Color researchers from Clariant Masterbatches have seen the future and it's soft and understated, while also deeper and more complex.
Those are some of the influences identified in ColorForward 2010, the latest edition of the annual color trend analysis and design tool created by Muttenz, Switzerland-based Clariant, which has North American headquarters in Holden, Mass.
Major changes in the palette from 2009 include:
* Organic colors from 2009 become deeper and more complex, with beiges and browns coming into focus.
* Primary colors disappear.
* Yellow remains bright, but trends toward green.
* Blues become lighter and fresher.
* Reds move more toward pink; others become deeper, with coral red becoming popular.
* Purple trends toward violet and lilac.
Green is still there from 2009, but it's becoming more complex, Clariant ColorWorks designer Cristina Carrara said in a recent phone interview from Clariant's location in Merate, Italy. There are changes on the surface and in how we interact with the color.
For 2010, Clariant also has identified four sociological themes that will affect consumer color choices. Each theme is linked to five Clariant colors. The 2010 themes are:
* Reinventing Happiness, in which consumers respond to the precarious nature of life by creating a peaceful home environment. This includes the color Goldiva, a warm dark-chocolate brown.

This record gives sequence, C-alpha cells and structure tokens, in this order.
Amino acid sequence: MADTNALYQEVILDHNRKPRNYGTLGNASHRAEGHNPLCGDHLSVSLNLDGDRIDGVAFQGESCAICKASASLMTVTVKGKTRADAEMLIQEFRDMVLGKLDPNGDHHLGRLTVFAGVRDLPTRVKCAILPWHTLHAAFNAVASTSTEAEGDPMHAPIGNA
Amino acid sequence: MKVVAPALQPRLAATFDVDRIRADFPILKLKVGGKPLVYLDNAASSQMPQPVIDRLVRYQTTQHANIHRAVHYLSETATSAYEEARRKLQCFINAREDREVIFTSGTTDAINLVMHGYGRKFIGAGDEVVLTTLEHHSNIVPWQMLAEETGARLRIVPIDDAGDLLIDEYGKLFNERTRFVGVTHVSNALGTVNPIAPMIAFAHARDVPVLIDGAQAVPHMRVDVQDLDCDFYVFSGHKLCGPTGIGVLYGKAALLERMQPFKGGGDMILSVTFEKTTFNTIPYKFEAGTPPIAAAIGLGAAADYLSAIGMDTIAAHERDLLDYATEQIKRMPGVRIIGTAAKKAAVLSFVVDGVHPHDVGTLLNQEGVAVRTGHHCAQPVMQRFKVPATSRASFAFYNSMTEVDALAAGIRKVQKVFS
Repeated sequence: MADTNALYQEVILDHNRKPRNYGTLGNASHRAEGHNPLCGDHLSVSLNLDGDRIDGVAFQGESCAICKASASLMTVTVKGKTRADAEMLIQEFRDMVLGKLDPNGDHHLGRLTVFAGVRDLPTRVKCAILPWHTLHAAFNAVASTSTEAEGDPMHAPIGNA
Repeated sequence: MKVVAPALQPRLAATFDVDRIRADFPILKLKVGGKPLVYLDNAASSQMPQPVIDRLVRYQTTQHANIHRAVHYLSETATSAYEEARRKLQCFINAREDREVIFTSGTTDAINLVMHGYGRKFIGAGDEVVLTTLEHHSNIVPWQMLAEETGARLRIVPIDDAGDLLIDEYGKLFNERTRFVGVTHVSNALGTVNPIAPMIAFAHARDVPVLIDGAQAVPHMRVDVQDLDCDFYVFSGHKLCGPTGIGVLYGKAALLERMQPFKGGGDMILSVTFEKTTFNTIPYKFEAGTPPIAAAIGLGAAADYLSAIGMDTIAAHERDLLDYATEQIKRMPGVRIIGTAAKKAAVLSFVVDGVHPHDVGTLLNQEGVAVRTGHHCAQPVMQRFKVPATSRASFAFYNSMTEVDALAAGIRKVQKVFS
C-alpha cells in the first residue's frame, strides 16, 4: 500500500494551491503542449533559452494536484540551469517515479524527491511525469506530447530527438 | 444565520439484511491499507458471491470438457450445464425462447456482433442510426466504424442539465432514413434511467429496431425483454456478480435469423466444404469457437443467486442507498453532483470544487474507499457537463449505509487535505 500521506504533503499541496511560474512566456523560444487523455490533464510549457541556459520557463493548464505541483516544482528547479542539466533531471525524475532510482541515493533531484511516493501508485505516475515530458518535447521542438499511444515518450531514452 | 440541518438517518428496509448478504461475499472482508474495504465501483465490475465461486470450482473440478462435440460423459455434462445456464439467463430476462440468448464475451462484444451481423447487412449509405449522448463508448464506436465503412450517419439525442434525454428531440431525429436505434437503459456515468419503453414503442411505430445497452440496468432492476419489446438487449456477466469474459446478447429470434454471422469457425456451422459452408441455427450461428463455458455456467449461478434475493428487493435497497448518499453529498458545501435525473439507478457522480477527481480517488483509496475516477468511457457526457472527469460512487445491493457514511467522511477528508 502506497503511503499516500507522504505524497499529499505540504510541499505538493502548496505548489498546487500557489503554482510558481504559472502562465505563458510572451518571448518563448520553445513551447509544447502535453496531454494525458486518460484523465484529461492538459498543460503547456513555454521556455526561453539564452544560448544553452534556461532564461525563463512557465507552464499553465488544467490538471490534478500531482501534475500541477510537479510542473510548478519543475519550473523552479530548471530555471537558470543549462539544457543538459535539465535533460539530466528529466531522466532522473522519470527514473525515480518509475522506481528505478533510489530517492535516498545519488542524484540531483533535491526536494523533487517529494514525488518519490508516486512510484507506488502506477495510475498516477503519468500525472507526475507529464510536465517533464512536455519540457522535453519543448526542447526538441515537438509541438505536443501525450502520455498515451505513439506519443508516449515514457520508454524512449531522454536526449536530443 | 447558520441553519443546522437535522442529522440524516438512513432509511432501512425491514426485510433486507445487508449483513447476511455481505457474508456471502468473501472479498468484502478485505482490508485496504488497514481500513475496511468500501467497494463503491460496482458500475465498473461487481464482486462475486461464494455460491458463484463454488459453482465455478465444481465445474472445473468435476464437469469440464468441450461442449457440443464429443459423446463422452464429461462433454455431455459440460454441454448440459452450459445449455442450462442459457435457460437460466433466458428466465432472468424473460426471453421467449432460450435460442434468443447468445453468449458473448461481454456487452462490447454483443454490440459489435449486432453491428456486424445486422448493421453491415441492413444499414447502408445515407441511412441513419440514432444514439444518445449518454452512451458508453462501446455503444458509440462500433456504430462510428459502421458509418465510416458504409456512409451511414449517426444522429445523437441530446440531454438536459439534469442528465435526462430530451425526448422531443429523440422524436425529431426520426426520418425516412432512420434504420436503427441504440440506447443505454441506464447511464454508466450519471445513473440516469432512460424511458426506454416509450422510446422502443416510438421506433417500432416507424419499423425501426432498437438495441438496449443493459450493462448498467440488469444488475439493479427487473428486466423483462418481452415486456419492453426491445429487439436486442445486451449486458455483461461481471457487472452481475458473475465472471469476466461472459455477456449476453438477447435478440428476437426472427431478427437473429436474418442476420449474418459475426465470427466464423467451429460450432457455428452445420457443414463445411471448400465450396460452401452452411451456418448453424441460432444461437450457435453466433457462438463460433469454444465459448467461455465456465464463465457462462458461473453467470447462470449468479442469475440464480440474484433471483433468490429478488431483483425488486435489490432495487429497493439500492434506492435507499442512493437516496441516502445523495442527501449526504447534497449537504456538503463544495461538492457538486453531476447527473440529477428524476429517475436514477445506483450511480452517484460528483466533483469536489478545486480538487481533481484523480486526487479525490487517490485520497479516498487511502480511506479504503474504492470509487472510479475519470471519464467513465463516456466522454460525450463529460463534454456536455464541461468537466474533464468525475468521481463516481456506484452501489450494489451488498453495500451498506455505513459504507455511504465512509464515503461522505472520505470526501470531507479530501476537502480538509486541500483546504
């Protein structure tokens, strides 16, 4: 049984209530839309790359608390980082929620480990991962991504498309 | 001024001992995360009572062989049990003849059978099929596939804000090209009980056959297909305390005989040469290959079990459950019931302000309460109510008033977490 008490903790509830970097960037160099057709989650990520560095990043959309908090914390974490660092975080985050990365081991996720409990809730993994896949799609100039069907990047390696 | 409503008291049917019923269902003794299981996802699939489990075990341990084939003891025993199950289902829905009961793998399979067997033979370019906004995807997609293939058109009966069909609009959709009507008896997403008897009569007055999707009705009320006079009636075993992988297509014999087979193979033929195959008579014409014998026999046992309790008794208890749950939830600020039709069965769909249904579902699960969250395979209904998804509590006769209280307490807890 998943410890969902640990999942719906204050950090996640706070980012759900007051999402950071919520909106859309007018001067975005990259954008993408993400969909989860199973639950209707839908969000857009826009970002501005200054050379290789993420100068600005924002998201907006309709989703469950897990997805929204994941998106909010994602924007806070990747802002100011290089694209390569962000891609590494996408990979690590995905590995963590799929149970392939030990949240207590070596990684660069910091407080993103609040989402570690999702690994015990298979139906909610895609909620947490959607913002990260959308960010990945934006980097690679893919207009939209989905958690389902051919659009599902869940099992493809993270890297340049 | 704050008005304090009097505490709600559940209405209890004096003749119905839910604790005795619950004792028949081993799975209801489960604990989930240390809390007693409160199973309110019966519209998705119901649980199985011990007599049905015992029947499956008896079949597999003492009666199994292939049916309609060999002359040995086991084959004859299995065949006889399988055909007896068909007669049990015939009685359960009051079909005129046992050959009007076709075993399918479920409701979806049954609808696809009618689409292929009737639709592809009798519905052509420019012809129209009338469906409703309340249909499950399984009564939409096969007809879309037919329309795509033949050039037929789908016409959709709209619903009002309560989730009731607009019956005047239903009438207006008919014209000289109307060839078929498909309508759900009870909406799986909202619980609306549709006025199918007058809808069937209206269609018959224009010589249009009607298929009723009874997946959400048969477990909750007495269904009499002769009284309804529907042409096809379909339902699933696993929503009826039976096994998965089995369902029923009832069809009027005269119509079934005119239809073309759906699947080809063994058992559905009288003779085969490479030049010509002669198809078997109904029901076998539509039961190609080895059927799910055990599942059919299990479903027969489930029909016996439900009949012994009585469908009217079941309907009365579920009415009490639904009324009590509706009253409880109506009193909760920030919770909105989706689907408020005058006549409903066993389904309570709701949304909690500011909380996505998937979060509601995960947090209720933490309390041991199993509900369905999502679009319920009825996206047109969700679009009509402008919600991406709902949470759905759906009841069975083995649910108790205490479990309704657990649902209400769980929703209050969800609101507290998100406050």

* Tech It Easy, where society is more open to technology's ability to meet our needs.
* Embracing Gaia, using shapes, forms, functions, colors and visual effects drawn from Mother Nature.
* Age Shock, as older baby boomers continue to enjoy active lifestyles while young people look for ways to demonstrate their style and sophistication. Includes the color Transition, an energetic fuchsia.
Clariant also can work with processors to make sure colors work properly with various molds and effects, Carrara said.
As part of its ColorForward research, Clariant examines several years' worth of color matches and uses the information to confirm its predictions about what is likely to happen in color a year or more in the future. A color that suddenly appears without a lot of other matches around it on a color grid might be labeled an emerging color.
We are the world's largest producer of color masterbatches, so color is our asset, said Norzihan Aziz, head of Clariant ColorWorks Singapore.
We're plotting every color match we have made over the last several years, which adds up to well over a million, she explained. By looking at it systematically, there are trends that become apparent.
There are broad color trends, and we can also incorporate nuances from cultural and regional trends. Most trends go by feelings, and fashion can go by who shouts the loudest.
Clariant's historical database can be divided by market segment and by geography to give customers a more detailed look at how color is being used.
Work on the 2011 program already has begun, Aziz added.
Clariant produces color masterbatches at more than 50 sites worldwide. The parent firm employs about 20,000 and had 2008 sales of $7 billion.